At the train-station, a friendly-sleazy, English-speaking local offered his help. He helped us buy the tickets, without waiting in line (but over priced) and in the 2 hours we had, he dragged us to the local hospital for vaccination (he told us rabies is a big problem her, and added a 'my mind is freaking-out' head gesture). The hospital was from a 3'rd world, but Gal got here first of 5 shots. Then the doctor called Rami and explained that registering a tourist is problematic, better Rami will pay him. He asked for $30, an over-charged amount, in a country where renting an apartment for a whole year coasts $3. Rami said he has less than $10, so the doctor accepted. This was our first encounter with corruption in Turkmenistan.

Train to Ashgabat
Going back to the train station, we stopped to change $ to Manat. We finally got rid of the old $100 note that no one accepted. We owed Yash, our sleazy friend 10,000 Manat for the taxi ride, but he asked for 20,000. We explained him that 'friends' don't act like this and he was very embarrassed for asking for money, for his help. We found it strange, his deep embarrassment.
We got on the train to our cabin. We discovered we paid for 4 beds (of the cabin), but we had our privacy. Then, Yash, our sleazy friend, arrived, and naturally prepared for sleep on one of the bunks. We didn't mind buying him a $3 ticket, but we wanted privacy, so we politely kicked him out. He gave us a look of a poodle that got no supper, and left.
A bit later he jumped back in, announcing he found a bed for himself. We were thrilled. He didn't leave, but stayed and talked and stayed...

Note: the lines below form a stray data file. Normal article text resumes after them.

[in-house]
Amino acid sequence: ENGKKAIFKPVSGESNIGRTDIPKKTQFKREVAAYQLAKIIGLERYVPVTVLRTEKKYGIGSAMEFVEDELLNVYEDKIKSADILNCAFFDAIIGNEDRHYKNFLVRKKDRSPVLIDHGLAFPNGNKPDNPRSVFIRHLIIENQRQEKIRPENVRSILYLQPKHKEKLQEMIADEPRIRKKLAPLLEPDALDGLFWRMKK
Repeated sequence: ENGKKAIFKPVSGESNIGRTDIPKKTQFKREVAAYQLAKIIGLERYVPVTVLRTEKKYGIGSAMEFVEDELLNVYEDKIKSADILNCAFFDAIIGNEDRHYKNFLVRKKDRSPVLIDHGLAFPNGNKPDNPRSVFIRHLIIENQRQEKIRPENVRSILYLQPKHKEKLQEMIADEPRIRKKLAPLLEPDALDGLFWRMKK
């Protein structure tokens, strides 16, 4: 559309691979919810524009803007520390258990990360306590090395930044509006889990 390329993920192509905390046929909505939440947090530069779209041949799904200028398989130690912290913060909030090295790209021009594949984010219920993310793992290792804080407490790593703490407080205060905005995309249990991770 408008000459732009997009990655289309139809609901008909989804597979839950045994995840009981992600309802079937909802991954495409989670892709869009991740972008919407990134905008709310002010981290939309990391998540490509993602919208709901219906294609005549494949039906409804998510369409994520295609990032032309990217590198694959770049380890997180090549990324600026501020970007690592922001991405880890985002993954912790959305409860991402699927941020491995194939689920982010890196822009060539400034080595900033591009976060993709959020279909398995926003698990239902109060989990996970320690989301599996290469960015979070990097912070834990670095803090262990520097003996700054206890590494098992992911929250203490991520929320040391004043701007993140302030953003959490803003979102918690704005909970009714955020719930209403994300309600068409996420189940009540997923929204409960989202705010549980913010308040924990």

Then, the train workers, dressed up in serious uniforms, entered our room. They asked for our tickets and passports. Then they started nagging about us not having a 'stamp' of the Mary police station. We showed them we have a "transit visa", meaning we need no registration, and "get out!". The insisted for a few minutes, till one of them (20 years old) entered and closed the door behind him. Yash wanted to pay him, but we refused and just laughed at this kid, not understanding what this child was trying to do. We heard stories about bribes in Uzbekistan, though we had no problems, but this was ridiculous. We explained him we had no meaning to pay and he can call the police if he wants, and he finally left.
Later we had another argument with another kid, who insisted on us buying shits for the bunk beds. An English-speaking local explained to us that the worker had already paid for the sheets and if we don't pay him he will loose money. But we bought 4 tickets, so why did he ask money for only 2 sheets?!? The worker smiled sillily and left.

Ashgabat 23/09/07